USING fake names, sham LinkedIn profiles, counterfeit work papers and mock interview scripts, North Korean IT workers seeking employment in Western tech companies are deploying sophisticated subterfuge to get hired.
Landing a job outside North Korea to secretly earn hard currency for the isolated country demands highly developed strategies to convince Western hiring managers, according to documents reviewed by Reuters, an interview with a former North Korean IT worker and cybersecurity researchers.
North Korea has despatched thousands of IT workers overseas, an effort that has accelerated in the last four years, to bring in millions to finance Pyongyang’s nuclear missile programme, according to the United States, South Korea, and the United Nations.
“People are free to express ideas and opinions,” reads one interview script used by North Korean software developers that offers suggestions for how to describe a “good corporate culture” when asked. Expressing one’s thoughts freely could be met with imprisonment in North Korea.
The scripts totalling 30 pages, were unearthed by researchers at Palo Alto Networks, a US cybersecurity firm which discovered a cache of internal documents online that detail the workings of North Korea’s remote IT workforce.
The documents contain dozens of fraudulent resumes, online profiles, interview notes and forged identities that North Korean workers used to apply for jobs in software development.
Reuters found further evidence in leaked darkweb data that revealed some of the tools and techniques used by North Korean workers to convince firms to employ them in jobs as far afield as Chile, New Zealand, the US, Uzbekistan and the United Arab Emirates.
The documents and data reveal the intense effort and subterfuge undertaken by North Korean authorities to ensure the success of a scheme that has become a vital lifeline of foreign currency for the cash-strapped regime.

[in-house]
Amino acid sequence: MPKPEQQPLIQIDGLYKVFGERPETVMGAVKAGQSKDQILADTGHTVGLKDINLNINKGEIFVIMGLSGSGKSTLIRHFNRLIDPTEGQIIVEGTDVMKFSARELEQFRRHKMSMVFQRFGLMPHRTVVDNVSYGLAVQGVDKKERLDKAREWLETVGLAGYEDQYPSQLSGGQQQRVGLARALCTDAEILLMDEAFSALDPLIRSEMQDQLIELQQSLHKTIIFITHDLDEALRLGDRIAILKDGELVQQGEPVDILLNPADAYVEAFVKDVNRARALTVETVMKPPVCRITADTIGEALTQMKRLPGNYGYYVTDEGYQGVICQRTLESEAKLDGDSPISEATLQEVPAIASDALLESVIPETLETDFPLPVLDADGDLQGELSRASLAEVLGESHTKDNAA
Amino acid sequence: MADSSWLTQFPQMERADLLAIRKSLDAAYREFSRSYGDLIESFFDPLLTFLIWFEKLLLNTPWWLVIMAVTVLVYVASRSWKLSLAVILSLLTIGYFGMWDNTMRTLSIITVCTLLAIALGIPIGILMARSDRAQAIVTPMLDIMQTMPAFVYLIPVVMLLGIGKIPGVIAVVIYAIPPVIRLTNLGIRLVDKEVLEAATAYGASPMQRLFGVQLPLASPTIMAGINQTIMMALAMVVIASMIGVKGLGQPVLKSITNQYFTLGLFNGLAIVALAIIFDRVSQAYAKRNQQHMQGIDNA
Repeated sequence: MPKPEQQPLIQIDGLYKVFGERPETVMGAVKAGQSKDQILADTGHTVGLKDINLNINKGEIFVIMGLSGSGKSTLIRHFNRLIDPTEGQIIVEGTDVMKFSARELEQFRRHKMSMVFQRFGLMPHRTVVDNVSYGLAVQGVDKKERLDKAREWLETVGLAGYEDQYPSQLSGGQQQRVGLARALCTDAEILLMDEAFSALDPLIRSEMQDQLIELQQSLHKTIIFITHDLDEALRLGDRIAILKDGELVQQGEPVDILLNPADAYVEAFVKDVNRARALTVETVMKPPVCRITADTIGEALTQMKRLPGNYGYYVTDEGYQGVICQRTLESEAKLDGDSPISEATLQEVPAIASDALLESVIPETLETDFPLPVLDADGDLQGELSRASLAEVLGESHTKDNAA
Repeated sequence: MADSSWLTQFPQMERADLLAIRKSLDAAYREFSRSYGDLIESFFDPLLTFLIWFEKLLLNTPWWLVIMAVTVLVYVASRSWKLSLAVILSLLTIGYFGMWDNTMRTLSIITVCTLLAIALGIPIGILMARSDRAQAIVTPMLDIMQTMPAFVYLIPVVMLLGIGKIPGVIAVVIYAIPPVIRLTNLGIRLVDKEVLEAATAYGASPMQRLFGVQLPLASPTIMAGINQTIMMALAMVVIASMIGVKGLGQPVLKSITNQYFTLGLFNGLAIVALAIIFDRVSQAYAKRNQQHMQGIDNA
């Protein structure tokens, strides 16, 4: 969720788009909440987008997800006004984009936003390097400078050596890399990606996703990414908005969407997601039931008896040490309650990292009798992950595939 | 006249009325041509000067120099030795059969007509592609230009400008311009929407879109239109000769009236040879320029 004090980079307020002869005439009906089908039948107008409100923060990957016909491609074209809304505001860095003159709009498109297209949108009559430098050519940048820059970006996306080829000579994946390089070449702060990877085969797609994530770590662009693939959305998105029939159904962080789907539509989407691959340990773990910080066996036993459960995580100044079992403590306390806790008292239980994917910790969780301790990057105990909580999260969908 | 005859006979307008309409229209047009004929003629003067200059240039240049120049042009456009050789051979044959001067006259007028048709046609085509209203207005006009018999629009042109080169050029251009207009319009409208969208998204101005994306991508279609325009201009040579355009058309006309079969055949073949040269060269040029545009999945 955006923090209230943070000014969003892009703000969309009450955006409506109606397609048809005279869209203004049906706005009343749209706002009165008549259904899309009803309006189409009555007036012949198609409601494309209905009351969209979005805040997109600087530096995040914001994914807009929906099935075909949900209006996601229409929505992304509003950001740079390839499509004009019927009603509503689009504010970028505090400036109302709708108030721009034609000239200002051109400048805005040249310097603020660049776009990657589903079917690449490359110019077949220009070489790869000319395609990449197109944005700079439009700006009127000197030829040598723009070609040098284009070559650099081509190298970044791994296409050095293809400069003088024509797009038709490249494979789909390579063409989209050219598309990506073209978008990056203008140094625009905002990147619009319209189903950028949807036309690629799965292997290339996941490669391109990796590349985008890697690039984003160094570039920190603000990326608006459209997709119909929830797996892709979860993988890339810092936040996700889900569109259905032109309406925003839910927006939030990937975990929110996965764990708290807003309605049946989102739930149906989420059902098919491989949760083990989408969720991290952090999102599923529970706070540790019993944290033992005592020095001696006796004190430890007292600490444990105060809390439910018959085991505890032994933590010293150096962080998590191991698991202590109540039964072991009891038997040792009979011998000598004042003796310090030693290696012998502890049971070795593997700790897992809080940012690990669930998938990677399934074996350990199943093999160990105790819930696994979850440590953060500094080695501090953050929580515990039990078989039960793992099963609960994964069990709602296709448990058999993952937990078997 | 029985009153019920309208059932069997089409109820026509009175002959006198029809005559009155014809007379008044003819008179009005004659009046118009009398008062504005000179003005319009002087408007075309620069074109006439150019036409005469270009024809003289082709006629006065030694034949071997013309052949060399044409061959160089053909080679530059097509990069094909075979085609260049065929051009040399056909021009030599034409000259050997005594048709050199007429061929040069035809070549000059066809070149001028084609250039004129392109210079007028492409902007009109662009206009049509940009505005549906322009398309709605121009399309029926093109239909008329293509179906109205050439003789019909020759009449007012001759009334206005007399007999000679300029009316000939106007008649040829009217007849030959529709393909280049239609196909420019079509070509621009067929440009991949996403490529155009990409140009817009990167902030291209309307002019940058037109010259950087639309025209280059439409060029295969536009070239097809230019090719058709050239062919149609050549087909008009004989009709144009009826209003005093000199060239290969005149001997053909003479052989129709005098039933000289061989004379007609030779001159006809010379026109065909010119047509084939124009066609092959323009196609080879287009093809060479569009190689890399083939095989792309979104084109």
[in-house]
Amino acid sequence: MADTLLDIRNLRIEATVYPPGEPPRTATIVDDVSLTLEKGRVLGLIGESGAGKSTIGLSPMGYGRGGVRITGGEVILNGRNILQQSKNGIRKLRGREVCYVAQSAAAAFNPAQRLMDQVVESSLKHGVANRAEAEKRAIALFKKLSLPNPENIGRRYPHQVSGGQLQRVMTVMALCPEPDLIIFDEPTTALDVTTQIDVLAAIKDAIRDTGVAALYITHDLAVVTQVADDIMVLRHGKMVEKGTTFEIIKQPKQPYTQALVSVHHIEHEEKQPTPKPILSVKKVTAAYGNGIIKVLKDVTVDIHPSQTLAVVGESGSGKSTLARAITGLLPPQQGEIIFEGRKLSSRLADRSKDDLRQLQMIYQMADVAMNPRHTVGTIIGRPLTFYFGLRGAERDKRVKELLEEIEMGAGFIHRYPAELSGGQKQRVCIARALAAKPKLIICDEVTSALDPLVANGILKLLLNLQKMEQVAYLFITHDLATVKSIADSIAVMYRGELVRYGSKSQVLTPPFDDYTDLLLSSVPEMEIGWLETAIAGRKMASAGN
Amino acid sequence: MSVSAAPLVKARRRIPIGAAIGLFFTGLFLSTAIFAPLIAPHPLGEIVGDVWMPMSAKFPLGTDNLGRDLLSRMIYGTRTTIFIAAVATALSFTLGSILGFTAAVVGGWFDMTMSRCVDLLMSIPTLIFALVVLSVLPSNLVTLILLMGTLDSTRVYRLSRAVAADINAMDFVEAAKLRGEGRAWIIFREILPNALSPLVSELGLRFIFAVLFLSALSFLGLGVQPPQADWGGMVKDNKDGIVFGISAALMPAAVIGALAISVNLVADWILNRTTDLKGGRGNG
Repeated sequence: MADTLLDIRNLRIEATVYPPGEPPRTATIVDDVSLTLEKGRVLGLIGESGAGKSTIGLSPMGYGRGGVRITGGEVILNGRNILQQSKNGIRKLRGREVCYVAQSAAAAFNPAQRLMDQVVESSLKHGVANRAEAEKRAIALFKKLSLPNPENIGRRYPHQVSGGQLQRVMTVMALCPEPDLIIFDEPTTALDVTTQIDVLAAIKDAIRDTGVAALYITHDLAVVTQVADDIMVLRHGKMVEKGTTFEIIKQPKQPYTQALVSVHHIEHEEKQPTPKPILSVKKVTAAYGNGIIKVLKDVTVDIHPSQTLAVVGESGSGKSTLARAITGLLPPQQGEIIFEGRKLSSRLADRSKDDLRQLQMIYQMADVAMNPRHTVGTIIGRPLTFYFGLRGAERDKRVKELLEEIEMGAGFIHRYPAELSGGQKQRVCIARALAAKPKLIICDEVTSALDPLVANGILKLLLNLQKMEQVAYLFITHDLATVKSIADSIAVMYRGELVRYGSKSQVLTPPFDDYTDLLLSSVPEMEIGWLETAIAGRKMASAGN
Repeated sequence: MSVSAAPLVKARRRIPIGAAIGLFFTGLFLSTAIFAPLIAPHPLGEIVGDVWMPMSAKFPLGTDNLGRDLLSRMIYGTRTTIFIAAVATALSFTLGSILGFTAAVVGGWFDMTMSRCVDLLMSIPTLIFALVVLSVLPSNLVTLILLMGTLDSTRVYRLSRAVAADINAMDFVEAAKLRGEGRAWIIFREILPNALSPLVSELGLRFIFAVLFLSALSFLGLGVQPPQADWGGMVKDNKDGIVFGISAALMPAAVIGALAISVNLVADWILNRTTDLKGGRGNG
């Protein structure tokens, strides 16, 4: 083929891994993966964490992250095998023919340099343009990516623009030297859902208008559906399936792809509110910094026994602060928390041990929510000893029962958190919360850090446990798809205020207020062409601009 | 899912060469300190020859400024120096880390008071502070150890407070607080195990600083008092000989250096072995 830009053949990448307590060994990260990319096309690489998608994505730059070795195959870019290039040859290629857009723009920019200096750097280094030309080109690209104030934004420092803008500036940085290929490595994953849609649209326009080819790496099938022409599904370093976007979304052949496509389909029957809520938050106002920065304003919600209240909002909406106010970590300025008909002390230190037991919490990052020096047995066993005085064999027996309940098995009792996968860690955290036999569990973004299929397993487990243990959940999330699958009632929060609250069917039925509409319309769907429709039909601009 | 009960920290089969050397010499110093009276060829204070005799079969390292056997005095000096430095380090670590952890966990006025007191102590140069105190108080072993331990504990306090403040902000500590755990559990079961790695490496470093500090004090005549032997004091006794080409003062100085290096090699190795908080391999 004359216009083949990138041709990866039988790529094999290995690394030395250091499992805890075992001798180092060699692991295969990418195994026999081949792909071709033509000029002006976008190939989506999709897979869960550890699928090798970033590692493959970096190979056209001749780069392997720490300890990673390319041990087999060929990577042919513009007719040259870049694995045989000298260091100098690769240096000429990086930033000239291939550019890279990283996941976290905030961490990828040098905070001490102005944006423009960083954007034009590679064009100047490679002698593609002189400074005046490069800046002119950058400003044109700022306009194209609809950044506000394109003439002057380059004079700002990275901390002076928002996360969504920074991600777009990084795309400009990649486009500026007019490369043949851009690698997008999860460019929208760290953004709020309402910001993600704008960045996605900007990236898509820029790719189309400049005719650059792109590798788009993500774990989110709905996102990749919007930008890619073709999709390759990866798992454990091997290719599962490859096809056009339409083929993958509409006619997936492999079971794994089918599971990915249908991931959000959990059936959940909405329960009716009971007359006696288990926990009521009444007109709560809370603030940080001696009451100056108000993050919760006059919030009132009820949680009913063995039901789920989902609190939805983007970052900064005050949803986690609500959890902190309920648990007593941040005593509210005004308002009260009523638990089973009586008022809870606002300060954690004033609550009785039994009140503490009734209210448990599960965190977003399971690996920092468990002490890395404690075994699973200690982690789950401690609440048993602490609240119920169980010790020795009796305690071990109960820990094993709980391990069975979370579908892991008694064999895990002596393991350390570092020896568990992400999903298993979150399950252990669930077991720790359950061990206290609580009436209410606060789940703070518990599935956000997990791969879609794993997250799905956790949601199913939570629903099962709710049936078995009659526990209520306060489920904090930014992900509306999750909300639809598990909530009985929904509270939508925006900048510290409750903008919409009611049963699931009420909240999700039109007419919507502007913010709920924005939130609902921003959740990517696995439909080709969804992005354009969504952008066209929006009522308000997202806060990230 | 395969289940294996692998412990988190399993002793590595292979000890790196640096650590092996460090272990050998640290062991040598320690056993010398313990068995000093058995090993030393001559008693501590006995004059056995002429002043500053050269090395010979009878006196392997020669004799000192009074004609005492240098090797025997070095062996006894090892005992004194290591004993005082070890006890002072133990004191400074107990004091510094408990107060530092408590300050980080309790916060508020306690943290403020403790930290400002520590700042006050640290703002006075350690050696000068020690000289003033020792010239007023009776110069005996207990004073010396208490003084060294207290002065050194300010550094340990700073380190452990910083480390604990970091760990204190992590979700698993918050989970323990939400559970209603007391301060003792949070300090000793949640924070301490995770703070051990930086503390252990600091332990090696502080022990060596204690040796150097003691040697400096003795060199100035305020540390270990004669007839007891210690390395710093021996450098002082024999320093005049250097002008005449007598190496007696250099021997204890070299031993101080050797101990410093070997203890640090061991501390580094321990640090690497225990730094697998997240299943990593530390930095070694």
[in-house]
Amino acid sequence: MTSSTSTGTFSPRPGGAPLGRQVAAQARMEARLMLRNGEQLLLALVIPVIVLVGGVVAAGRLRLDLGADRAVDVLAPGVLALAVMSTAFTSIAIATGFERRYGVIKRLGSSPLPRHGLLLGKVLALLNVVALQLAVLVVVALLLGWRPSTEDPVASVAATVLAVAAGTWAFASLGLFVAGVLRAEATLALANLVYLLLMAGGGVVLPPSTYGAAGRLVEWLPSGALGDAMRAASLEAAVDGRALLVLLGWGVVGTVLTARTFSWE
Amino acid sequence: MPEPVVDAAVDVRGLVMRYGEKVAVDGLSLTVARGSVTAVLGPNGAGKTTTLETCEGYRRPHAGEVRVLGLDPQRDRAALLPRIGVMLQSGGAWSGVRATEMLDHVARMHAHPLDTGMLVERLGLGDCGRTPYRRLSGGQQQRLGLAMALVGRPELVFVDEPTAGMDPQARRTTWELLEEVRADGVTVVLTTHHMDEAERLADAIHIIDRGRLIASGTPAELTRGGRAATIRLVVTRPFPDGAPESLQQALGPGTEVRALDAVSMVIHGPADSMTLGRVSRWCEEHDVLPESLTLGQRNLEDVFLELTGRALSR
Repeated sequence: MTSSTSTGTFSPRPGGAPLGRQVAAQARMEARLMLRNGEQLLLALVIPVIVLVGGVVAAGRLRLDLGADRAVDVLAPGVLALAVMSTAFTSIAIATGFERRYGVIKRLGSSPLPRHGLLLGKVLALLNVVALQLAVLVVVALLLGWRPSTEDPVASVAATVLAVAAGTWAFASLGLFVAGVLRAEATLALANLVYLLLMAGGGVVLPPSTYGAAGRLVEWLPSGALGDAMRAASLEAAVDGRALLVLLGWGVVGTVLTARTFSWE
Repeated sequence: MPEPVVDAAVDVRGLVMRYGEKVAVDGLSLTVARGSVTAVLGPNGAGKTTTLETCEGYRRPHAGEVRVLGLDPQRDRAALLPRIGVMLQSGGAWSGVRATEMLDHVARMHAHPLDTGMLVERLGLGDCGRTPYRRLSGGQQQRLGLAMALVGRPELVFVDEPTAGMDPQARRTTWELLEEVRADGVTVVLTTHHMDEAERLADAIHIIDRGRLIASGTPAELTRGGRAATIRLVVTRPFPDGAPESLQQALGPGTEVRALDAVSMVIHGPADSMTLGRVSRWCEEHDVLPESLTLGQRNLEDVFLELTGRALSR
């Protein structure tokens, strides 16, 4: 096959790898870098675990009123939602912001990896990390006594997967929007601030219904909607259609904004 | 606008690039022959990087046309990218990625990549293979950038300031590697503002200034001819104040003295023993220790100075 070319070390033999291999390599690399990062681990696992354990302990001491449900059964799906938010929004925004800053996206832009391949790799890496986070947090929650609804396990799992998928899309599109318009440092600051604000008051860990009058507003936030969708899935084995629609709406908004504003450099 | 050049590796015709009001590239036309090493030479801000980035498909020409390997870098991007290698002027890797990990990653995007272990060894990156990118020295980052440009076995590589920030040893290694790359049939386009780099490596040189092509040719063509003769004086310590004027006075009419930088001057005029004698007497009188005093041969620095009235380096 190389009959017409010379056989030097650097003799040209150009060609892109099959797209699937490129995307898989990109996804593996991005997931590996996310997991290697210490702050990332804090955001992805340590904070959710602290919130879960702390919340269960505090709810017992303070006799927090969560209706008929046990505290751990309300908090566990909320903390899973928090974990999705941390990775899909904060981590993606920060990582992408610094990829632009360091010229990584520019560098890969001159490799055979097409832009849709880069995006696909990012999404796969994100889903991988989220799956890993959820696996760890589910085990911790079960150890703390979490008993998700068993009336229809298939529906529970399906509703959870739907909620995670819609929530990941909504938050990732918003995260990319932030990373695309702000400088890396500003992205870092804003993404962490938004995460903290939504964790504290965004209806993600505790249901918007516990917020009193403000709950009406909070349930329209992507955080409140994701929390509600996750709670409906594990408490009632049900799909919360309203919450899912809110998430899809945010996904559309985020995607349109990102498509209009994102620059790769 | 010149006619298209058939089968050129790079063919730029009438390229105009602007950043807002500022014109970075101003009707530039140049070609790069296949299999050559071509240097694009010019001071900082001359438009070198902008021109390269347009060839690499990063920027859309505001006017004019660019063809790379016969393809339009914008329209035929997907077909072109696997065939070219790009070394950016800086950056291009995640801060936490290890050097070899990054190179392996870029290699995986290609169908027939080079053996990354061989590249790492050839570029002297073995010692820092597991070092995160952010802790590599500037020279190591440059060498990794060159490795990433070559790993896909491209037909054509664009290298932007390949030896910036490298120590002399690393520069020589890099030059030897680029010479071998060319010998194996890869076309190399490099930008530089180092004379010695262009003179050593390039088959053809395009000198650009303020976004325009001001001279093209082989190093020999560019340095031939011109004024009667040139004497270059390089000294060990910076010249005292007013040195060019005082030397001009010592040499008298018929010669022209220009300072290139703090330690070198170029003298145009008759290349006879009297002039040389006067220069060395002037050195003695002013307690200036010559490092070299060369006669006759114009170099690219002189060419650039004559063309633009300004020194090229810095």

Remote IT workers can earn more than 10 times what a North Korean labourer working overseas in construction or other manual jobs earns, the US Justice Department (DOJ) said in 2022, and teams of them can earn more than US$3 million a year.
Some of the scripts, designed to prepare the workers for interview questions, contain excuses for the need to work remotely.
“Richard”, a senior embedded software developer, said “I (flew) to Singapore several weeks ago. My parents got Covid and I (decided) to be with family members for a while.
“Now, I am planning to go back to Los Angeles in three months. I am thinking that I could start work remotely right now, then I will be on board when I go back to LA.”
A North Korean IT worker who recently defected also examined the documents and confirmed their authenticity to Reuters: “We would create 20 to 50 fake profiles a year until we were hired,” he said.
“Once I was hired, I would create another fake profile to get a second job,” said the worker, who spoke on condition of anonymity, citing security concerns.
In October, the DOJ and Federal Bureau of Investigation seized 17 website domains it said were used by North Korean IT workers to defraud businesses and US$1.5 million in funds.
North Korean developers working at US companies had hidden behind pseudonymous email and social media accounts and generated millions of dollars a year on behalf of sanctioned North Korean entities through the scheme, the DOJ said.
“There is a risk to the North Korea government, as these privileged workers are exposed to dangerous realities about the world and their country’s enforced backwardness,” said Sokeel Park of Liberty in North Korea, an organisation that works with defectors.
Last year, the US government said North Korean IT workers were mainly located in China and Russia, with some in Africa and Southeast Asia, and can each earn up to US$300,000 annually.
According to his experience, the former IT worker said all are expected to earn at least US$100,000, of which 30-40 per cent is repatriated to Pyongyang, 30-60 per cent spent on overhead expenses, and 10-30 per cent pocketed by workers.
He estimated there were around 3,000 others like him overseas, and another 1,000 based within North Korea.
“It differs between people but, basically, once you get a remote job you can work for as little as six months, or as long as three to four years.
“When you can’t find a job, you freelance.”
The writer is from Reuters
The views expressed in this article are the author’s own and do not necessarily reflect those of the New Straits Times
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